How to hire Product Managers: A deceptively simple framework
I am often asked about the framework I use to hire Product Managers (PM).
My past hires have had a great run. Hires from my first venture are running India’s leading viral channel, a hire from my second venture is now national head of India’s leading OTA, hires from my previous jobs are now leading product for hugely successful consumer and enterprise product companies and so on.
Without taking any credit for the future success of my past hires, I did craft a framework that enabled me to spot good talent and make really good hires. In this post, I am sharing my deceptively simple 6 point foundational framework which should help you hire suitable Product Managers.
Evaluating Product Managers is tricky because a Product Manager is expected to know a lot about a lot of things, right from business strategy to implementation of analytics. While subject matter expertise is important, to me, decision framework, structured thinking, and clear presentation skills are absolutely necessary. My 6 point foundational framework S.P.A.C.E.D. evaluates Product Managers on this key foundational skill sets and I keep a very high threshold to allow Product Managers to proceed deeper in the interview process.
S.P.A.C.E.D. — 6 point foundational framework
1. S — Story:
How well they describe their story. Is it structured? Has a good beginning, has a clear end, highlighting the strengths, doesn’t sound like a parroted spiel, reveals personality and highlights their strengths well.
The art of storytelling is a must-have skill in any job profile and much more so needed for Product Managers. If you can’t share your story in 2 minutes then that reflects poorly on your product skills as well.
2. P — Prioritisation framework:
Use answer 1 and 6 to ask for prioritisation approach, if it is not shared already. Decision-making framework and prioritisation framework are essential for any person to make sound, reliable decisions. Ultimately, I want to know whether I can rely on this person or not.
Should be based on business impact seen through the lens of a single true north metric. Various features will impact business metrics differently, hence it’s important to figure out a way to present the impact in the same impact units.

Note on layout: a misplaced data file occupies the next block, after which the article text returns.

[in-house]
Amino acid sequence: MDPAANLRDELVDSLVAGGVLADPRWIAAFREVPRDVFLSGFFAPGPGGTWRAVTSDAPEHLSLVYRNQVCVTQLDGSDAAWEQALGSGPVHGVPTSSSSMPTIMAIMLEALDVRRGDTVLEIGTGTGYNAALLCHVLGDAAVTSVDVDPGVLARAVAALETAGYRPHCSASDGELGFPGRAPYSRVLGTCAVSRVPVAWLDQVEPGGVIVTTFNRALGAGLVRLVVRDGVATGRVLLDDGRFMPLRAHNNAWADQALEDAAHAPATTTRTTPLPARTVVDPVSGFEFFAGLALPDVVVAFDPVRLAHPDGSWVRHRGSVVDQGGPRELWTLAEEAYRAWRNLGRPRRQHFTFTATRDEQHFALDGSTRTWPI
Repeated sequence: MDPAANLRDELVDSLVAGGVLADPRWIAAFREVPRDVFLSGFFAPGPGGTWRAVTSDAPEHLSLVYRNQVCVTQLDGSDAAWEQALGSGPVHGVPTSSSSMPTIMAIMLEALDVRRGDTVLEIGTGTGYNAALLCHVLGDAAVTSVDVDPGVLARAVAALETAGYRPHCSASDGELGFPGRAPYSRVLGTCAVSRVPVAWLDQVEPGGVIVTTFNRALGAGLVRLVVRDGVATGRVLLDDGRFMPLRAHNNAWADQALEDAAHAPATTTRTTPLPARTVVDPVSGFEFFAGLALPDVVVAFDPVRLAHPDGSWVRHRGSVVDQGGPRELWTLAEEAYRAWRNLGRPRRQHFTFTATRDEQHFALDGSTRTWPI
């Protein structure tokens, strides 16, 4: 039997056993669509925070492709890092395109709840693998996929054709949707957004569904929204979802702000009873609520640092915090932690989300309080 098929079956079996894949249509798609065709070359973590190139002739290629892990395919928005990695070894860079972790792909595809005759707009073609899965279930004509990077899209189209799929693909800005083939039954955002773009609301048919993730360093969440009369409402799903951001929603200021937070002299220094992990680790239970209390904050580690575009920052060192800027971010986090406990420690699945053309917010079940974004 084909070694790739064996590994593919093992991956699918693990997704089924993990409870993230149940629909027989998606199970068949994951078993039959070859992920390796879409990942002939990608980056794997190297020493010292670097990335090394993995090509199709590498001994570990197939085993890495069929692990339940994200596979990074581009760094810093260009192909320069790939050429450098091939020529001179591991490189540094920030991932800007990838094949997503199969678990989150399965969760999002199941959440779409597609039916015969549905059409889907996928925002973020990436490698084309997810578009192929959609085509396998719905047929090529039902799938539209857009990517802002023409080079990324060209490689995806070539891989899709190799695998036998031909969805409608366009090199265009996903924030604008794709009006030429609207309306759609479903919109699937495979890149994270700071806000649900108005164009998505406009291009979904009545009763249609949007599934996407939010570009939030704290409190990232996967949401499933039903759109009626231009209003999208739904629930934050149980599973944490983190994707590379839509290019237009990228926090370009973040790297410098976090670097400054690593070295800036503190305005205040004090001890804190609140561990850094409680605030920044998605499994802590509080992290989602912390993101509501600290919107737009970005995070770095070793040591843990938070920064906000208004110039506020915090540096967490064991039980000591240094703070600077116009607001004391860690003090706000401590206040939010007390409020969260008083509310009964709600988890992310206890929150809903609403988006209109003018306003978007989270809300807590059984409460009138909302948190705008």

3. A — Aspiration:
Why do they want to become a PM and if they already are, then why are they continuing? Should have a genuine passion for multi disciplinary problem solving and laser focus on user delight. A deep love for the field will motivate the candidate to keep learning and unlearning.
4. C — Conflict:
How they handled conflicts in their past jobs — how did they handle a painful boss or colleague or disagreement. Conflicts reveal the best side of you and how you react to them essentially highlight who you really are. Hence, I stress a lot on knowing the scenarios where the candidate felt conflicted and how he reacted to it.
5. E — Eat the frog:
How much do they hate documentation — trick question. They have to absolutely respect documentation. Find out, how have they managed to maintain documentation in past projects while respecting time and resource constraints. Essentially, figure out how they deal with their frogs. We all procrastinate, we are humans, after all, hence I wish to know how candidates deal with procrastination. Learn about “eat the frog” here.
6. D — Decision-making framework:
Use the answer to 2 and 4, to probe their toughest problems and how did they approach the solution — understand whether they have a framework for decision making. The complexity of the work they have done as perceived by them — may not be as complex for instance, signaling a lack of exposure. Irrespective of actual complexity, how they solved the toughest problem, should highlight the decision-making framework. Inevitably, this decision-making should be based on a true north metric of the business that they are driving
I don’t strictly enforce the sequence in which questions should be asked to allow for a free-flowing interview. After all, an interview is a means to have a conversation in order to identify a fit.
Obviously, these are pretty broad questions and exact set of questions and their weightage, depend on the nature of business, profile of the candidate and the answer to point 1. But using this framework you should be able to frame questions in order to identify job-worthy traits or lack thereof.
I used to have specific set of questions but over a decade of recruiting product managers and training them, I realised that broad framework works far better to hire Product Managers, since their stories are usually very unique.
What do you look for while hiring Product Managers?
Share with your friends who have suffered from bad hires.
Originally posted on: http://talvinder.com/product-management/how-to-hire-product-managers/